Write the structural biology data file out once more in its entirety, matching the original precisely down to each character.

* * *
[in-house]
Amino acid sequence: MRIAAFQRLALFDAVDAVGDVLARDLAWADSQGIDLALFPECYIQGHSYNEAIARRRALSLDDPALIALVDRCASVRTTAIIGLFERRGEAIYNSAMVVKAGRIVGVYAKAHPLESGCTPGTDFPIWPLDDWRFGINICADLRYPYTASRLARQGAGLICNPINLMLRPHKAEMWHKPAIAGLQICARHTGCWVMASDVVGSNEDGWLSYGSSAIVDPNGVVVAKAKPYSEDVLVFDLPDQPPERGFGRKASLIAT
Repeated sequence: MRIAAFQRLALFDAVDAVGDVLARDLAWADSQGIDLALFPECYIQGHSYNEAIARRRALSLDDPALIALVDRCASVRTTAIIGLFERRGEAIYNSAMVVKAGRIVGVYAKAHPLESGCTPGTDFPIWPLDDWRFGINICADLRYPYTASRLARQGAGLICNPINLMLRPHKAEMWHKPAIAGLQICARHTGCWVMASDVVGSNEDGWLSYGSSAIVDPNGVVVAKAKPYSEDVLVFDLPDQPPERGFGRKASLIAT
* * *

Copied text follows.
[in-house]
Amino acid sequence: MRIAAFQRLALFDAVDAVGDVLARDLAWADSQGIDLALFPECYIQGHSYNEAIARRRALSLDDPALIALVDRCASVRTTAIIGLFERRGEAIYNSAMVVKAGRIVGVYAKAHPLESGCTPGTDFPIWPLDDWRFGINICADLRYPYTASRLARQGAGLICNPINLMLRPHKAEMWHKPAIAGLQICARHTGCWVMASDVVGSNEDGWLSYGSSAIVDPNGVVVAKAKPYSEDVLVFDLPDQPPERGFGRKASLIAT
Repeated sequence: MRIAAFQRLALFDAVDAVGDVLARDLAWADSQGIDLALFPECYIQGHSYNEAIARRRALSLDDPALIALVDRCASVRTTAIIGLFERRGEAIYNSAMVVKAGRIVGVYAKAHPLESGCTPGTDFPIWPLDDWRFGINICADLRYPYTASRLARQGAGLICNPINLMLRPHKAEMWHKPAIAGLQICARHTGCWVMASDVVGSNEDGWLSYGSSAIVDPNGVVVAKAKPYSEDVLVFDLPDQPPERGFGRKASLIAT